Managing variation is an important problem in software engineering that takes different forms, ranging from version control and configuration management to software product lines. Our current work in this area focuses on the choice calculus, a fundamental representation for software variation that can serve as a common language of discourse for variation research, filling a role similar to lambda calculus in programming language research.
The choice calculus obeys a rich set of laws that give rise to a number of normal forms and allow the flexible restructuring of variation representations to adjust to the needs of different applications.
Among the potential applications of the choice calculus are feature modeling, change pattern detection, property preservation, and the development of change IDEs. We have also successfully applied the choice calculus in the development of type systems for variational languages and in the design of type systems that produce better type error messages.
Type-Based Parametric Analysis of Program Families,
Sheng Chen and Martin Erwig
ACM SIGPLAN Int. Conf. on Functional Programming,
2014, to appear
Variational Data Structures: Exploring Tradeoffs in Computing with Variability,
Eric Walkingshaw, Christian Kästner, Martin Erwig, Sven Apel, and Eric Bodden
ACM SIGPLAN Int. Symp. on New Ideas, New Paradigms, and Reflections on Programming & Software (Onward!),
2014, to appear
Let's Hear Both Sides: On Combining Type-Error Reporting Tools,
Sheng Chen, Martin Erwig, and Karl Smeltzer
IEEE Int. Symp. on Visual Languages and Human-Centric Computing,
2014, to appear
Guided Type Debugging,
Sheng Chen and Martin Erwig
Int. Symp. on Functional and Logic Programming,
LNCS 8475, 35-51, 2014
Counter-Factual Typing for Debugging Type Errors,
Sheng Chen and Martin Erwig
ACM SIGPLAN-SIGACT Symp. on Principles of Programming Languages,
583-594, 2014
Early Detection of Type Errors in C++ Templates,
Sheng Chen and Martin Erwig
ACM SIGPLAN Workshop on Partial Evaluation and Program Manipulation,
133-144, 2014
Extending Type Inference to Variational Programs,
Sheng Chen, Martin Erwig, and Eric Walkingshaw
ACM Transactions on Programming Languages and Systems, Vol. 36,
No. 1, 1:1--1:54, 2014
An Abstract Representation of Variational Graphs,
Martin Erwig, Eric Walkingshaw, and Sheng Chen
ACM Int. Workshop on Feature-Oriented Software Development,
25-32, 2013
The Choice Calculus: A Formal Language of Variation,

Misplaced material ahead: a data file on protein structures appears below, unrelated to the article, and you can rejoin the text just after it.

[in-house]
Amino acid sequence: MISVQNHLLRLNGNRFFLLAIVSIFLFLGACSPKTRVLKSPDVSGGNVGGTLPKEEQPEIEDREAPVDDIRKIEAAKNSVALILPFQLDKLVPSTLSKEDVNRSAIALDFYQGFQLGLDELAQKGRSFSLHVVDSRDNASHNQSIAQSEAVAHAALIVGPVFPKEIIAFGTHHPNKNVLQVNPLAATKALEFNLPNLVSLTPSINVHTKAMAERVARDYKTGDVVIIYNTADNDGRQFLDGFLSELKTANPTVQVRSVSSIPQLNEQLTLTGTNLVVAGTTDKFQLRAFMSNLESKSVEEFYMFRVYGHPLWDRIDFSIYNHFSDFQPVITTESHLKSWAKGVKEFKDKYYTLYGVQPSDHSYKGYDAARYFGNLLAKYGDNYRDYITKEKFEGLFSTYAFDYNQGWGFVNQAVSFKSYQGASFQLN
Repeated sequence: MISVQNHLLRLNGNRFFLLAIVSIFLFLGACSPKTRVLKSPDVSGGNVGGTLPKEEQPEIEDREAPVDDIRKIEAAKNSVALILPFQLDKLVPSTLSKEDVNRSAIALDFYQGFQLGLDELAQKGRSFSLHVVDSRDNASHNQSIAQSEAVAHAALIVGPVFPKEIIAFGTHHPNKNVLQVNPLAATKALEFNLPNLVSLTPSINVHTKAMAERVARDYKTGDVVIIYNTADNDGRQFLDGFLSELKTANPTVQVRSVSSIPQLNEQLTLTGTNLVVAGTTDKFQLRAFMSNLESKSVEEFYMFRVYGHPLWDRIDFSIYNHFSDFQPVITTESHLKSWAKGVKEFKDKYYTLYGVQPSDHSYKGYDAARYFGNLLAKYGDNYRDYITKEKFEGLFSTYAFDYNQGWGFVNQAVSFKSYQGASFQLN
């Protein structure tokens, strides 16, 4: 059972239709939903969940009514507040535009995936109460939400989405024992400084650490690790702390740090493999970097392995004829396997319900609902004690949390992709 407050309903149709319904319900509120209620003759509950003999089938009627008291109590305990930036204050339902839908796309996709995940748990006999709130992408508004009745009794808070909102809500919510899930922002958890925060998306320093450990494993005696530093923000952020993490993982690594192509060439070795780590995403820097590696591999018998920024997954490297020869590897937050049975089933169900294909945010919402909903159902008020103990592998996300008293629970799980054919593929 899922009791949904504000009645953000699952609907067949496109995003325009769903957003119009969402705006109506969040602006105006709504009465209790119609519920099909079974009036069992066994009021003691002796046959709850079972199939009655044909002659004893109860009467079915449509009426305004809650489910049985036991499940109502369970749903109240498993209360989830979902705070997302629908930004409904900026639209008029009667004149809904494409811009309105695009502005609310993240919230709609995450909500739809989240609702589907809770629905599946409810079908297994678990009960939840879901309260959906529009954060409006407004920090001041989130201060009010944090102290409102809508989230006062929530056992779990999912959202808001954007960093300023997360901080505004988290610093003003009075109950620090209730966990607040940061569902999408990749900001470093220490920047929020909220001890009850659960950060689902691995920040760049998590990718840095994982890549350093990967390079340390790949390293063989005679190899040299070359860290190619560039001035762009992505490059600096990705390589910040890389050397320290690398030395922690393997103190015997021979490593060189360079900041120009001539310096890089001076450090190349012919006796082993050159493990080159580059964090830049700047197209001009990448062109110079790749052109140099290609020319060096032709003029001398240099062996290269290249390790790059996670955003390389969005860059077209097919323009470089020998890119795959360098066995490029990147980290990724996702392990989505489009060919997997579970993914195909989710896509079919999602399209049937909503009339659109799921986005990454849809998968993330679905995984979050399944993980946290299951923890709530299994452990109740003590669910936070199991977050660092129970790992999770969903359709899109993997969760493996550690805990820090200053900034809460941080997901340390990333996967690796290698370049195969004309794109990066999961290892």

Eric Walkingshaw
Doctoral Thesis, Oregon State University,
2013
Adding Configuration to the Choice Calculus,
Martin Erwig, Klaus Ostermann, Tillmann Rendel, and Eric Walkingshaw
ACM Int. Workshop on Variability Modelling of Software-Intensive Systems,
13:1-13:8, 2013
Variation Programming with the Choice Calculus,
Martin Erwig and Eric Walkingshaw
Generative and Transformational Techniques in Software Engineering,
LNCS 7680, 55-100, 2013
An Error-Tolerant Type System for Variational Lambda Calculus,
Sheng Chen, Martin Erwig, and Eric Walkingshaw
ACM SIGPLAN Int. Conf. on Functional Programming,
29-40, 2012
A Calculus for Modeling and Implementing Variation,
Eric Walkingshaw and Martin Erwig
ACM SIGPLAN Conf. on Generative Programming and Component Engineering,
132-140, 2012
The Choice Calculus: A Representation for Software Variation,
Martin Erwig and Eric Walkingshaw
ACM Transactions on Software Engineering and Methodology, Vol. 21,
No. 1, 2011, 6:1- 6:27
#ifdef Confirmed Harmful: Promoting Understandable Software Variation,
Duc Le, Eric Walkingshaw, and Martin Erwig
IEEE Int. Symp. on Visual Languages and Human-Centric Computing,
143-150, 2011
Optimizing the Product Derivation Process,
Sheng Chen and Martin Erwig
IEEE Int. Software Product Line Conference,
35-44, 2011
Program Fields for Continuous Software,
Martin Erwig and Eric Walkingshaw
ACM SIGSOFT Workshop on the Future of Software Engineering Research,
105-108, 2010
A Language for Software Variation,
Martin Erwig
ACM SIGPLAN Conf. on Generative Programming and Component Engineering,
3-12, 2010
GTTSE2011.zipYou need a recent version of the GHC Haskell compiler, or even better the Haskell Platform, to use the code.
How to use the program: Download the zip file, and unzip it. This will create a directory GTTSE. Change to that directory and load one of the example files into ghci by executing, for example, ghci Examples/List.hs.
last change: June 04, 2014 | Martin Erwig erwig@eecs.oregonstate.edu |